First patient receives controversial Biogen Alzheimer’s drug

A US hospital on Wednesday gave the first infusion of an expensive, controversial new Alzheimer’s drug from Biogen before Medicare had even said what it will pay for – and with some doctors upset by its approval last week.

Mark Archambault, a 70-year-old realtor from Wakefield, Rhode Island, was the first patient treated with the drug, Aduhelm, outside of a clinical trial. His infusion took place in Providence at Butler Hospital’s Memory and Aging Program.

“We are opening a new era in treatment,” Brown University Medical School neurology professor Dr Stephen Salloway told Reuters. He said the Butler Hospital program has around 100 patients likely to be good candidates for the drug, which is given as a monthly intravenous infusion.

A scientist working on Alzheimer’s research at drugmaker Biogen’s headquarters in Cambridge, Massachusetts. Biogen is one of the companies behind the drug aducanumab.Credit:AP

Aduhelm was approved based on evidence that it can reduce brain plaques, a likely contributor to Alzheimer’s, rather than proof that it slows progression of the fatal mind-wasting disease.

The US Food and Drug Administration approved the drug – despite the strong objection of its own expert advisory panel – for all patients with Alzheimer’s, although Aduhelm has only been tested for patients in the early stages of the disease.

“Hopefully clinicians will follow the clinical trial guidelines, because we really don’t have any evidence for more advanced patients with Alzheimer’s,” Salloway said.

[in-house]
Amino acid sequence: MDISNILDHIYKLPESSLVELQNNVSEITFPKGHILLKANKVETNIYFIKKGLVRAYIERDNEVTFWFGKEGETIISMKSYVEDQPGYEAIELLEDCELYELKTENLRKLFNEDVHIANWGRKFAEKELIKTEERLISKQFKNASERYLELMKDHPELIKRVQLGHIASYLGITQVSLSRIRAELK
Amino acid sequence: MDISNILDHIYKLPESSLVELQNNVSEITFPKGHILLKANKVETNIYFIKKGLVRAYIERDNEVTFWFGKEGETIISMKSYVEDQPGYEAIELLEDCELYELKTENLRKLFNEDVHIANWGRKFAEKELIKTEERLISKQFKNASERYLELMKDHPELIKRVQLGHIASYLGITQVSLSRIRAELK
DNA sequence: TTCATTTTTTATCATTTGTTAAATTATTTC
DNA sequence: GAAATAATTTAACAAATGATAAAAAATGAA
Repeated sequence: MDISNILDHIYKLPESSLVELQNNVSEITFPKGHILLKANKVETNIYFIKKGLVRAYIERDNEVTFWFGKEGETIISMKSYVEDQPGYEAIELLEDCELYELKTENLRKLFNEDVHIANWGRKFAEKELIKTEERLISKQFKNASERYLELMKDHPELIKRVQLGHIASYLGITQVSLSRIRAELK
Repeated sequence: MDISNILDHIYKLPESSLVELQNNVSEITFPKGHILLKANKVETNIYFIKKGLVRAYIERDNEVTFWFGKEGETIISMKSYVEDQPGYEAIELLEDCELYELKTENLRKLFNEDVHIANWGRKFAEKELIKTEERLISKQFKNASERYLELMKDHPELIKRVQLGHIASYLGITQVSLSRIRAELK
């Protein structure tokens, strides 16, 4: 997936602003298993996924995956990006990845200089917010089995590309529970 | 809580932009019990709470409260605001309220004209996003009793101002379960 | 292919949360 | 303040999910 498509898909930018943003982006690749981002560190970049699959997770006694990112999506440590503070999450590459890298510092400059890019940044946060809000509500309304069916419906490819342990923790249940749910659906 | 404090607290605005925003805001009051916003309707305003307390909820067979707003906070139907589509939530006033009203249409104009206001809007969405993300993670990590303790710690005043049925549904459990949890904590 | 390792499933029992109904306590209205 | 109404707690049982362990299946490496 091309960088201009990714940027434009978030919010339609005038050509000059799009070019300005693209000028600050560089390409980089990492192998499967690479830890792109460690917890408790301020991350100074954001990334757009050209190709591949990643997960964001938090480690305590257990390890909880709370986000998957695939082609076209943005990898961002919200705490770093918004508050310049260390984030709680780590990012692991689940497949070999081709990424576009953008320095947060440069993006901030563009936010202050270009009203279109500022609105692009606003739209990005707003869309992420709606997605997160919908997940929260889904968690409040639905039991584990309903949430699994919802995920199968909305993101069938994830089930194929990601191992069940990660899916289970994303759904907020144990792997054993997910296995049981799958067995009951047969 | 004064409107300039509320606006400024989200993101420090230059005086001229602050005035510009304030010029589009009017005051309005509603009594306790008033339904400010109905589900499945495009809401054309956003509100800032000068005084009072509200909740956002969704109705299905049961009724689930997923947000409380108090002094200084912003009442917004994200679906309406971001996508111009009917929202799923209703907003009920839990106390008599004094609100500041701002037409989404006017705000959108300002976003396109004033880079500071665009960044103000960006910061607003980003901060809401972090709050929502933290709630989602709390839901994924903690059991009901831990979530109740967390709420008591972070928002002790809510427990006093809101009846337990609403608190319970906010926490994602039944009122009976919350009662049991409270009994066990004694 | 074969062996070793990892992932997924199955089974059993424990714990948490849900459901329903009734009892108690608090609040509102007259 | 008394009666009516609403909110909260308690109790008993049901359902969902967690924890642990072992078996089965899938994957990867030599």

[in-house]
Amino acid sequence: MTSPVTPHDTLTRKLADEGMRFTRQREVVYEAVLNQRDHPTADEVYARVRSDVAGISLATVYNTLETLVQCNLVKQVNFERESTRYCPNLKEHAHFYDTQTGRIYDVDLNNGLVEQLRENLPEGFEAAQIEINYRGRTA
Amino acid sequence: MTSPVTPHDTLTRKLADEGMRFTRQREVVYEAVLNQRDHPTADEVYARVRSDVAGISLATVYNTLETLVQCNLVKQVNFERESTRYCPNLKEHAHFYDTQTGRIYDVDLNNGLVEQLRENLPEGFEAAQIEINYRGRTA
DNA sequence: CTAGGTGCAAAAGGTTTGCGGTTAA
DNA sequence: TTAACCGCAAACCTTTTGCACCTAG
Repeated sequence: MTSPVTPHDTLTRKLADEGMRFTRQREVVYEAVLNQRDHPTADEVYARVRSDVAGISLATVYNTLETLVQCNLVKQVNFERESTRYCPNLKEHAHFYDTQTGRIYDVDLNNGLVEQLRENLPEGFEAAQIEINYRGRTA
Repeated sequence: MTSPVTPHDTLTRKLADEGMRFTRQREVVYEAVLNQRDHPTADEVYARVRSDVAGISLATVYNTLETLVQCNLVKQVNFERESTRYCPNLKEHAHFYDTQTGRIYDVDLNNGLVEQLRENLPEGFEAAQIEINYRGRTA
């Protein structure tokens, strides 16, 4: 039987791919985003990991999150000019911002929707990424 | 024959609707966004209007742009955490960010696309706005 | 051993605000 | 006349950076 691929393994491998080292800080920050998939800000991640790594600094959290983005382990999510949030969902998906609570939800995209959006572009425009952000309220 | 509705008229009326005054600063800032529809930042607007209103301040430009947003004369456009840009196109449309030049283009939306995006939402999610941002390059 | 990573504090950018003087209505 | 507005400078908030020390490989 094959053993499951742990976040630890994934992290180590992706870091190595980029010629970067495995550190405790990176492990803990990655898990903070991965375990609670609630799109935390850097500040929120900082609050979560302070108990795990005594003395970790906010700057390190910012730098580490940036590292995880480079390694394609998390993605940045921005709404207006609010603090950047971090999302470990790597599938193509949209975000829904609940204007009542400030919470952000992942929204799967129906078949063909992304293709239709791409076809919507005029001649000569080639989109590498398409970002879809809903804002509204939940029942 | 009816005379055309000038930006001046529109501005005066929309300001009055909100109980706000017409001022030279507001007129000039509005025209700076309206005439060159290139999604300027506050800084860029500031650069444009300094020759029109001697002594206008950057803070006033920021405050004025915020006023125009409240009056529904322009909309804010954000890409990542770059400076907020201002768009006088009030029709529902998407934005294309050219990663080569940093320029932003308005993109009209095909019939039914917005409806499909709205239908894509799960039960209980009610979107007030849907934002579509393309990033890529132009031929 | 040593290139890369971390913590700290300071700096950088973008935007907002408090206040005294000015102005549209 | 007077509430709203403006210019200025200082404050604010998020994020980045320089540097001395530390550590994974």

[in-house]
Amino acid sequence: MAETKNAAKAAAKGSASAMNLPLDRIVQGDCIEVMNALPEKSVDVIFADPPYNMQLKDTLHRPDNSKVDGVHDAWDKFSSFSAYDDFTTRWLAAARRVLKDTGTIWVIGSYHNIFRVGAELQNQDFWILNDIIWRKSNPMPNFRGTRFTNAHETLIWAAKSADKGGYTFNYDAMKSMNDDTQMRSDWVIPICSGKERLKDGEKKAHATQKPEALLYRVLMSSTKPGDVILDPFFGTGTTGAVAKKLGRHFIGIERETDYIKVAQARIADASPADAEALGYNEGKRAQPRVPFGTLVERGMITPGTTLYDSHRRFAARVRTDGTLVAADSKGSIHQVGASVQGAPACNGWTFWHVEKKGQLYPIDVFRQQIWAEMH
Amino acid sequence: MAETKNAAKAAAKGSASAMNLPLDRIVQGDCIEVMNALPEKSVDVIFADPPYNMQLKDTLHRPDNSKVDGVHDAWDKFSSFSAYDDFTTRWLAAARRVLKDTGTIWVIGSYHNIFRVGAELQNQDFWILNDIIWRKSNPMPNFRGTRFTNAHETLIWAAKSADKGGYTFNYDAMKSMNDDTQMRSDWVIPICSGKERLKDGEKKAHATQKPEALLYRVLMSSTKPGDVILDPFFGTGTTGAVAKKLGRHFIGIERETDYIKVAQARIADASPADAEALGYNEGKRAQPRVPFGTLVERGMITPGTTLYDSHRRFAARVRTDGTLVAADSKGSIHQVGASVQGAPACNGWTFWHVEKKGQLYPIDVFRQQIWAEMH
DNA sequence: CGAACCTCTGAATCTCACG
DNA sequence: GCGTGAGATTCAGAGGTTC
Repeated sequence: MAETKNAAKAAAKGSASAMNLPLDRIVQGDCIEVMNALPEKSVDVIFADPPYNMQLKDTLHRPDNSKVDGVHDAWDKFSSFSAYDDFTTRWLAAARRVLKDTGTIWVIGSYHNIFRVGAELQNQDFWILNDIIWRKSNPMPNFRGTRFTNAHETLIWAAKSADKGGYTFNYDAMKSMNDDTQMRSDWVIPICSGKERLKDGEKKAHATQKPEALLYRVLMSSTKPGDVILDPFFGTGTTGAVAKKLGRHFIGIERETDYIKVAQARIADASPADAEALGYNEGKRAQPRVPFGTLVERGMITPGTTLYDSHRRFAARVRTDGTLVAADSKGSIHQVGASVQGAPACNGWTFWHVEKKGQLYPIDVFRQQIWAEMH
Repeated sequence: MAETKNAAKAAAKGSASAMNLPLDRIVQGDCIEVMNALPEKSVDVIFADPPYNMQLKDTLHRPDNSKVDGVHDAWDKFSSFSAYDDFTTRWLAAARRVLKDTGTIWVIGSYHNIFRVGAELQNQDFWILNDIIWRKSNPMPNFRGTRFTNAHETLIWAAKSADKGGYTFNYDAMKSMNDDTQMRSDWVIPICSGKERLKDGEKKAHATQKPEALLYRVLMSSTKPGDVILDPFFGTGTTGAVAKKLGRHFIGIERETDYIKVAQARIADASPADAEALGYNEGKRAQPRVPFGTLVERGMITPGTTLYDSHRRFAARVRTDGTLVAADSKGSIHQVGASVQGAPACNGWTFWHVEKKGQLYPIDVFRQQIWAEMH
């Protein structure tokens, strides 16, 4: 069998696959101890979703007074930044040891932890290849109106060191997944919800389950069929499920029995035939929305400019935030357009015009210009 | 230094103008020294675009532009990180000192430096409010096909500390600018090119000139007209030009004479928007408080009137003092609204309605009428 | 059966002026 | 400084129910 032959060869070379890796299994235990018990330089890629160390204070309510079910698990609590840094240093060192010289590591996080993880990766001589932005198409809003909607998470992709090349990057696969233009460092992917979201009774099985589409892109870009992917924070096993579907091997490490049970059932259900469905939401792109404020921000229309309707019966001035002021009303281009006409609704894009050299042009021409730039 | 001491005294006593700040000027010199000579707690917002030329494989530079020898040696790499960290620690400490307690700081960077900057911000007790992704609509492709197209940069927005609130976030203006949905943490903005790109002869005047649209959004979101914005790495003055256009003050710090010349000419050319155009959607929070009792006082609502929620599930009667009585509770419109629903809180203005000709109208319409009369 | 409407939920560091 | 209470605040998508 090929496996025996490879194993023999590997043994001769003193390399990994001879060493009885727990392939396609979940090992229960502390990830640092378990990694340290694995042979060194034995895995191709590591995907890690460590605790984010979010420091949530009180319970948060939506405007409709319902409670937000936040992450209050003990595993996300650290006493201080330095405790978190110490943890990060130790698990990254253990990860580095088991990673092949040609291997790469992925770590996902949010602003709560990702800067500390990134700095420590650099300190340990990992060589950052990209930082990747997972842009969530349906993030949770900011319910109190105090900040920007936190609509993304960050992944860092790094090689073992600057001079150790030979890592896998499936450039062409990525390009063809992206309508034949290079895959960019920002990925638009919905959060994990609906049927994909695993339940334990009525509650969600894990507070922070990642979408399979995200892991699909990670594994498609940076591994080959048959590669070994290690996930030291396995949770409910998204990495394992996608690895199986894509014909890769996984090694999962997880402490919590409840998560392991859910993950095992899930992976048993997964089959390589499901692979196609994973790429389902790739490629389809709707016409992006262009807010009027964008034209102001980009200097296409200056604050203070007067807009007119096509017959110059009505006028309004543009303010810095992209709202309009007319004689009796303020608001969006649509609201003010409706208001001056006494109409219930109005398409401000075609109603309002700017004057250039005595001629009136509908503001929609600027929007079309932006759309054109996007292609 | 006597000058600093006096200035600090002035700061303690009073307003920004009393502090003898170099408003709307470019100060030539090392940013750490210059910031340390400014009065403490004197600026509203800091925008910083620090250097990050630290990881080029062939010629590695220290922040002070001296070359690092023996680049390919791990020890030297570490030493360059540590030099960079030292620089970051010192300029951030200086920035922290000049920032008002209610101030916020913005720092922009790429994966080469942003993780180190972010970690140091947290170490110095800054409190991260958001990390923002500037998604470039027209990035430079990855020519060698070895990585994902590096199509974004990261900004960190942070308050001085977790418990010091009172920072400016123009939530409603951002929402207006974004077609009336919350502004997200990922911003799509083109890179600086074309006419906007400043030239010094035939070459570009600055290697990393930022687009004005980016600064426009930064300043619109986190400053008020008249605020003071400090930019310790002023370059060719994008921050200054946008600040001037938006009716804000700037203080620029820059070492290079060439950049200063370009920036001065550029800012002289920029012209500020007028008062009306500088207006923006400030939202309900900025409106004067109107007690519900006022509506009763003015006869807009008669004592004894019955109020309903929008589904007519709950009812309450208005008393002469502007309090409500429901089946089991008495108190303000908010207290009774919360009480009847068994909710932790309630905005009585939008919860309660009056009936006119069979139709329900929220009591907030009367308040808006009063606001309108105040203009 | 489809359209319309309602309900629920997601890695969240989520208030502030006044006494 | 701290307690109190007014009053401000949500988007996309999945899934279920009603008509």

Some doctors are wary even of prescribing Aduhelm for that group.

Dr David Knopman, a neurologist at the Mayo Clinic in Rochester, Minnesota was one of three experts who resigned from the panel of advisors which had recommended that the FDA not approve Biogen’s drug.

Between questionable trial results and potential side effects, Knopman did not see reason for most patients to get the medicine. He said he is walking a line between being paternalistic and honest about his concerns to patients as Mayo prepares to treat them with the new drug.

“I may have talked one person out of using it, he said. “I will turn over some of the responsibility to this team of people we are putting together. They will get my opinion.”

Biogen has estimated around 1.5 million of the 6 million people in the United States with Alzheimer’s would be considered to have early-stage disease.

Cigna Corp Chief Clinical Officer Steve Miller said he expects Cigna, as well as other health insurers and Medicare, will only agree to cover the drug for patients with early Alzheimer’s.

Biogen, which is partnered on the drug with Japanese drugmaker Eisai Co Ltd, has set an average price of $56,000 ($72,000) a year, which the Alzheimer’s Association – a longtime outspoken supporter of Biogen – called “simply unacceptable.”


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